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We need vision to walk the road to future smart cities
- January 22, 2020
- Steve Rogerson
Maybe it is time to cut through the hype about smart cities and look at what the technologies being developed can actually do and achieve. But, for that to happen, vision is needed, and thus I was very pleased to see Ryan McGee (pictured), a director at Ford Motor in China, providing exactly that during this month’s Automotive World conference in Tokyo.
Yes, he talked about the intersection of megatrends such as urbanisation, ageing population and environmental factors, he, unsurprisingly being from Ford, discussed the impact of transportation developments providing new ways to get from A to B, but more importantly he talked about his vision of a city of the future.
This was one with fewer vehicles – yes, he does come from Ford – but with more transportation options. One with more mobility modes, not just for people but for goods and products.
“Cities must strive to become healthier places that are easier to get around,” he said. “It is an exciting future ahead for us.”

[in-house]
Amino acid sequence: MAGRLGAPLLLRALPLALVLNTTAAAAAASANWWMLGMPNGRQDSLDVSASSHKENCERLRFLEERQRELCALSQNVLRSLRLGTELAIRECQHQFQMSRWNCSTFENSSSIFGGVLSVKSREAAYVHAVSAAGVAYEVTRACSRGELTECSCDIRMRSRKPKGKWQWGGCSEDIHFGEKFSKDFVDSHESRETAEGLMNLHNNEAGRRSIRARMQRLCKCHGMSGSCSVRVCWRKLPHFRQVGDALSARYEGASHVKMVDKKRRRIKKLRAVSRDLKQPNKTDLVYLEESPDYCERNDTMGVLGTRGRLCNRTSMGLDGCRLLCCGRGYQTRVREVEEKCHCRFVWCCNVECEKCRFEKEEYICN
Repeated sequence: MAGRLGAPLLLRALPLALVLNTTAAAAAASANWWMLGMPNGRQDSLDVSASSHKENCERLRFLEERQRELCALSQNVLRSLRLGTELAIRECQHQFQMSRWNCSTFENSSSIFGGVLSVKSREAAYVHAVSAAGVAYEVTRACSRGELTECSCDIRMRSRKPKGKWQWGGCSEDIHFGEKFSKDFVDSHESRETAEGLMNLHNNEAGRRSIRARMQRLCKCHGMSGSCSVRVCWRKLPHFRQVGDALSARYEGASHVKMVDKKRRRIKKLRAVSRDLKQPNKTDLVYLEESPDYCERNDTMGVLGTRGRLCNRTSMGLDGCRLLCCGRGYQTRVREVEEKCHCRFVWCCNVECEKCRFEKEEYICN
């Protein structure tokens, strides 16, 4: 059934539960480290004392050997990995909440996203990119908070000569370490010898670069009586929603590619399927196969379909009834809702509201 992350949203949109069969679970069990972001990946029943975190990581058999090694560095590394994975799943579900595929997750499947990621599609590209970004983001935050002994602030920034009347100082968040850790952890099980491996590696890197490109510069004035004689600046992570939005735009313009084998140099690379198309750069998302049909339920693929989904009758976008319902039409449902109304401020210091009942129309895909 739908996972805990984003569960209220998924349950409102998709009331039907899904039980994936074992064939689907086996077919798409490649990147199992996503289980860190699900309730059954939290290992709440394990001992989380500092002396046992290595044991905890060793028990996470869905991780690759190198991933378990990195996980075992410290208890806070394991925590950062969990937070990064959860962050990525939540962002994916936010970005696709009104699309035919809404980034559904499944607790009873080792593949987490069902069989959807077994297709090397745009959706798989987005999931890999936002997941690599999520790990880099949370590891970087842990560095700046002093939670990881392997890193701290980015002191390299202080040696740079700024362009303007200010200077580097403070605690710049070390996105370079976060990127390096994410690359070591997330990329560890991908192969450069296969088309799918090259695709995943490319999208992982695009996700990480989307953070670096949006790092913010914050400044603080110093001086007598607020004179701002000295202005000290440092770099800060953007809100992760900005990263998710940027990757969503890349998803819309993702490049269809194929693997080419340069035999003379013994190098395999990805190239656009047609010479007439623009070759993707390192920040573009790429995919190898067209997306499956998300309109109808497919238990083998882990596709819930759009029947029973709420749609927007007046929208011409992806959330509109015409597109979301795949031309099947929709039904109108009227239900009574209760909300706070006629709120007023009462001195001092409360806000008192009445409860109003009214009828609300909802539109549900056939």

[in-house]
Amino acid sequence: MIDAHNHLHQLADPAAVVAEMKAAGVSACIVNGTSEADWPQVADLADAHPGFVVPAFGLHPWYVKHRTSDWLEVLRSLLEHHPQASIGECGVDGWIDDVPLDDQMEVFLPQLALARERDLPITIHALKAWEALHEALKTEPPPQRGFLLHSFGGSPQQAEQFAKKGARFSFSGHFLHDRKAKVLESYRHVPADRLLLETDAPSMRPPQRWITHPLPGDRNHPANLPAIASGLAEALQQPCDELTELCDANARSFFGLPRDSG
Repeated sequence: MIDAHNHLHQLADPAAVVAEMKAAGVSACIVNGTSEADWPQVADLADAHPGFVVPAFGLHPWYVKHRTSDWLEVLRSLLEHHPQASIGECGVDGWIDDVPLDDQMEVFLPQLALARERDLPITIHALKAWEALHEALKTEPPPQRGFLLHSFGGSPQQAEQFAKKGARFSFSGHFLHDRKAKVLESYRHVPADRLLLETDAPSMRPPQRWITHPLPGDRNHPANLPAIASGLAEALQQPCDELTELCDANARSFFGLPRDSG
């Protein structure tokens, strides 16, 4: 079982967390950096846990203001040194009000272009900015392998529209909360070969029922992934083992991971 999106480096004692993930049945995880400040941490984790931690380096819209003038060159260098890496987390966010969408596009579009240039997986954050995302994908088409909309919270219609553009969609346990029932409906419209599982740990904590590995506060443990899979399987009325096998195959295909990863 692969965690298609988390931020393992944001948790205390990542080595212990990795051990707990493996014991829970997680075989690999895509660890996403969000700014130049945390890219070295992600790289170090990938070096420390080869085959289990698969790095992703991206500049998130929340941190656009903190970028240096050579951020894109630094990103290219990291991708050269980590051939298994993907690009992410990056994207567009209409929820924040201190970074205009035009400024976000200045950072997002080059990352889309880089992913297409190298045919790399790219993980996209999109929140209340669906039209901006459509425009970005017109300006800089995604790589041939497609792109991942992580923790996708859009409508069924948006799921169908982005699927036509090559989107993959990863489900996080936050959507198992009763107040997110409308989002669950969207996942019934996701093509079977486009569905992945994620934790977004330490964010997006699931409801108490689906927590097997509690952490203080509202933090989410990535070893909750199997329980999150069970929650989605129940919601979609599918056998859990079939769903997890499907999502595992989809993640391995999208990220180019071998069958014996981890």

Why I found this notable was because I feel that taking the bit-by-bit approach that many cities are adopting can lead to some forgetting the overall picture of what we want to achieve.
Of course it is important to stick sensors in bins that tell us when they need emptying. A recent report from Berg shows that the market for those sensors is growing very nicely, a CAGR of over 30 per cent in the next three years, something not to be sniffed at.
Of course it is also important to use traffic planning technology to work out the most efficient routes for waste collection vehicles and other local government services. But people are never going to be passionate about rubbish collection.
There are also some who are getting tied down to technology for technology’s sake. I remember a couple of years ago looking at the autonomous shuttles being tested in the UK town of Milton Keynes with the plan of using them to take people on the short journey from the railway station to the shopping centre. Wouldn’t it be more healthier for them to walk? It is not very far. I asked the question, and they looked a bit puzzled.
I am not saying we don’t need autonomous shuttles; they could be a big benefit, especially for those with mobility problems, but they should not be promoted in a way that gives conflicting messages in an era when people are being told to increase their step count.
No, what is needed is for the city developers, the technology providers, the visionaries to come together and tell their citizens what that vision is, not for next year or the year after but for how they see their city in ten, twenty, thirty years, and how those smart bin sensors are part of that route.
That way, the industry will not just take the people along their journey but they will have the citizens excited about that journey and participating in it. Then we will really have true visions from the men, women and children who live in these cities, and they will come up with ideas that will surprise us all.